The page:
“Those mon­sters we some­times call In­ter­net com­pa­nies will suck the brains out of in­no­va­tion”

Stress­ing Ger­man­ness to re­as­sure clients about se­cu­rity “If a cus­tomer wants data never to leave Bavaria, then it won’t”

Bloomberg Businessweek (Asia) - - CONTENTS -

When auto parts sup­plier Robert Bosch be­gan of­fer­ing data stor­age and soft­ware ser­vices to in­dus­trial cus­tomers this year, it re­al­ized that, in ad­di­tion to its knowl­edge of ma­chines and pro­duc­tion, it had an­other ad­van­tage over tech gi­ants such as Mi­crosoft and Google: its na­tion­al­ity. “We made a con­scious de­ci­sion to lo­cate the Bosch cloud in Ger­many,” says Ste­fan Ass­mann, head of its Con­nected In­dus­try pro­gram. “It gives us a com­pet­i­tive edge. Many com­pa­nies and con­sumers have se­cu­rity con­cerns.”

As Ger­man man­agers be­gin to un­der­stand the im­por­tance of cloud ser­vices, the likes of Bosch, en­gi­neer­ing ti­tan Siemens, cloud-in­fra­struc­ture provider Profit­Bricks, and Deutsche Telekom’s T-Sys­tems unit are find­ing that Europe’s strict data-se­cu­rity and pri­vacy laws pro­vide a ma­jor sell­ing point. On its web­site, Profit­Bricks touts what it calls “100 per­cent Ger­man data pro­tec­tion,” un­der­neath the black, red, and gold col­ors of the Ger­man flag. “Hav­ing a Ger­man cloud helps tremen­dously,” says Markus Schaf­frin, an IT se­cu­rity ex­pert at Eco, a lob­by­ing group for In­ter­net com­pa­nies. “Ger­many has some of the most strin­gent data-pro­tec­tion laws, and cloud­ser­vice providers with do­mes­tic data cen­ters are of course high­light­ing that.”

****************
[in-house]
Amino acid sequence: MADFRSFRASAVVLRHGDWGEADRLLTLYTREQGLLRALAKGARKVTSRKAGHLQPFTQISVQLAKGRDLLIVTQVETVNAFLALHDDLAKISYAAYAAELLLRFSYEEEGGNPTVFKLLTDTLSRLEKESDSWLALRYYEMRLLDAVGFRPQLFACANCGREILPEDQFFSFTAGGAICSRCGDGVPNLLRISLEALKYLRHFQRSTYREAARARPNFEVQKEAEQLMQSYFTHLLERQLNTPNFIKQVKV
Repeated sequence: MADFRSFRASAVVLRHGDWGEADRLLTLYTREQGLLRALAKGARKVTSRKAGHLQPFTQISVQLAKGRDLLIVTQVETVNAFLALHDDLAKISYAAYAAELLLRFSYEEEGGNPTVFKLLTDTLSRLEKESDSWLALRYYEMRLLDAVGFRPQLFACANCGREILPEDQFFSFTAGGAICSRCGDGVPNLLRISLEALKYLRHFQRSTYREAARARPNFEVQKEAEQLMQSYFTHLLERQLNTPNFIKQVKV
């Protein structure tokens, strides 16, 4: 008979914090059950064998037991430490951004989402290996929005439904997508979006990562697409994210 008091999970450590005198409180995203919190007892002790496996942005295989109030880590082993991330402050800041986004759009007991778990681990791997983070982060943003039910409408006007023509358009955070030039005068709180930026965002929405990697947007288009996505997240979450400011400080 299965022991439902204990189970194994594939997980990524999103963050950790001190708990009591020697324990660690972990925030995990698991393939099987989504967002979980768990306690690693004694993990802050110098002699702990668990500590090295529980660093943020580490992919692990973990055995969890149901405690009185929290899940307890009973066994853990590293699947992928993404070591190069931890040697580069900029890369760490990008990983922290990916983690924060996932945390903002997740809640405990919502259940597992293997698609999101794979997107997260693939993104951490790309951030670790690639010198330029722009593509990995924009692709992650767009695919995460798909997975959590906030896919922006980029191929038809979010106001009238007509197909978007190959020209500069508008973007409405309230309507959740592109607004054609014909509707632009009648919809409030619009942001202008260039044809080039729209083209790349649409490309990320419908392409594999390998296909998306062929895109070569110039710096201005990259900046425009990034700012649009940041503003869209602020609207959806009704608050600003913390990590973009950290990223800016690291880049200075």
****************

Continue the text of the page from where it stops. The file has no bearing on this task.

The com­pa­nies known as

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